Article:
Poilievre Conservatives non-committal on curbing Trudeau's immigration levels

The Conservative Party pledged to 'clean up Trudeau's mess' and table an immigration policy tied to healthcare, housing, and jobs. However, MP Tom Kmiec, the Conservative Immigration critic, would not yet commit to lowering Trudeau's arbitrary annual immigration targets.

Poilievre Conservatives silent on curbing Trudeau's immigration levels
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The Official Opposition wants immigration levels tied to the labour and housing market but has not yet committed to reducing current levels.

“Whatever it comes out to, that will be the number,” said Conservative immigration critic Tom Kmiec on The Andrew Lawton Show. “If it’s lower, it’s lower. If it’s higher, it’s higher.”

New Leger polling suggests curbing immigration is gaining popularity among newcomers who came to Canada within the past decade.

Among people who immigrated to Canada in the last decade, nearly half (42%) said the Trudeau Liberals are admitting too many immigrants into the country.

According to Immigration Levels Plan, the Trudeau Liberals are expecting to add 485,000 permanent residents this year, followed by half-a-million in each of 2025 and 2026.

Those targets are up from less than 300,000 immigrants yearly when the Liberals came to power in 2015.

Among the more than 2,000 respondents, 41% are permanent residents and 15% are on work permits. Roughly a quarter are Canadian citizens, with the rest identifying as either international students or refugees.

Of those who disagreed with Canada’s record immigration levels, 47% arrived in Canada between six and 10 years ago, compared to the 38% who immigrated within the past five years, according to the Leger poll.

Andrew Enns, Leger vice-president, said the numbers adamantly reflect the current state of Canadian politics.

A Leger poll published last November showed three-quarters of Canadians oppose more immigration, citing a growing strain on the housing market and essential services, like healthcare. Compared to March 2022, the number of people who want more immigration has halved to 9%.

“It sends along a pretty interesting insight in terms of how things might be shifting within ethnic communities, and what people tend to assume and admittedly what we saw over the past couple of elections,” said Enns in a request for comment by The National Post.

Although 22% of respondents said they would support the Liberal Party, 24% would vote Conservative, according to the poll. Whereas 38% remain undecided.

“The Liberals typically do quite well with the newcomer vote,” he noted.

Rebel News asked the Conservative Party to explain why it had not committed to reduced immigration levels despite its ample criticism of current targets. The publication did not receive a direct response to the question.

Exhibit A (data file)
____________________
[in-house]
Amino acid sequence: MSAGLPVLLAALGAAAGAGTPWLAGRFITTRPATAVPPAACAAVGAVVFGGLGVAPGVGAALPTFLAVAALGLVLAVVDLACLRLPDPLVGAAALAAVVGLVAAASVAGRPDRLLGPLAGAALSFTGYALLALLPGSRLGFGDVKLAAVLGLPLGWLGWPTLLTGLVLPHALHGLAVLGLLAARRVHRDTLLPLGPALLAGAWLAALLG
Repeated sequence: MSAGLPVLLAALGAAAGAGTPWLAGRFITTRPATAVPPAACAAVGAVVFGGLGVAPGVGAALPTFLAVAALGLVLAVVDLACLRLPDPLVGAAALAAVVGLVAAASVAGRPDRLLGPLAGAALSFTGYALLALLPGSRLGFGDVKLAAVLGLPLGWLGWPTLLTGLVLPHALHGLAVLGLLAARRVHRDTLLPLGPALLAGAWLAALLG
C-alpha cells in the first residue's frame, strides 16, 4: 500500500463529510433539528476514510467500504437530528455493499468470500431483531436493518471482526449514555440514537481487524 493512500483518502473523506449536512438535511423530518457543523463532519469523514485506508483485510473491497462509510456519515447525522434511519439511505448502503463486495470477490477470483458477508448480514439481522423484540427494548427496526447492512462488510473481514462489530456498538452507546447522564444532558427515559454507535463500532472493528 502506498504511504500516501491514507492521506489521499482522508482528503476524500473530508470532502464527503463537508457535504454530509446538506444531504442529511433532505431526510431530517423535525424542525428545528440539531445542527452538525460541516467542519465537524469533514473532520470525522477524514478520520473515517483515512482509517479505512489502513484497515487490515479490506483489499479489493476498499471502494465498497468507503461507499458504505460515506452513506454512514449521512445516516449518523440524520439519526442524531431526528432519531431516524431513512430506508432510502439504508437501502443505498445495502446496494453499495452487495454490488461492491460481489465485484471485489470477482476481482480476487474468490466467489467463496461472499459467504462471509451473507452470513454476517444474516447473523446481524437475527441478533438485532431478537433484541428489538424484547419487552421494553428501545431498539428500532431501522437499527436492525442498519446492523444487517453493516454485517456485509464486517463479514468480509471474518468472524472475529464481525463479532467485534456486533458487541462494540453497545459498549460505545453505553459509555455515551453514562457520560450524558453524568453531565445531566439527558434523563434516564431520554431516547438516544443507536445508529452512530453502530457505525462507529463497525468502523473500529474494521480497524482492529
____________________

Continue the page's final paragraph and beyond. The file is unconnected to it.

“After nine years of Justin Trudeau, our immigration system is broken,” said Conservative immigration critic Tom Kmiec. “From doubled housing costs to the highest inflation in four decades, Justin Trudeau created a colossal mess for which he refuses to take any responsibility,” he added.

The Conservative Party pledged to “clean up his mess” and table an immigration policy tied to healthcare, housing, and jobs. Kmiec refrained from replacing arbitrary immigration quotas with more arbitrary numbers.

In addition, Kmiec previously rejected implementing a values test for newcomers in an interview with True North. “I don’t want my government determining which values it supports and which it doesn’t. I don't like it [because] … that’s been the Liberal government of Canada,” he said.

Rebel asked if the party refrained from such statements to avoid losing support from minority groups. They did not directly answer the question.

When asked if this represents a departure of proposed Harper-era policies less than a decade ago, the party did not respond.

“What assurances will voters have that the CPC won’t gradually become another Liberal Party?” the publication asked. No response was given.

That comes on the heels of a non-binding Bloc Québécois motion to curb immigration levels within 100 days. It passed with Conservative support in February.

“Canadians strongly disagree with the immigration policies of what is left of this government,” said Bloc leader Yves-François Blanchet at the time. 

The motion urged the Liberal cabinet to meet with the provinces “to consult them on their respective integration capacities.” 

“Everyone is being crushed by health care costs, education costs and other costs,” Blanchet told MPs. “This … is a Canada-wide issue.”

The number of non-permanent residents residing in Canada has increased by nearly 700,000 to 2.2 million since July 2022, with the number of immigrants up by 468,817, according to the most recent immigration data.

The country grew by more than one million people last year, and the 2.7% growth year-over-year compared to 2021 represents a new record.

Notably, Canada’s population hit 40 million residents last June, and could surpass 50 million people by 2050 should current immigration levels persist. 

“We know the immigration system is broken,” said Kmiec. “We know it is not working with what the government is doing.”

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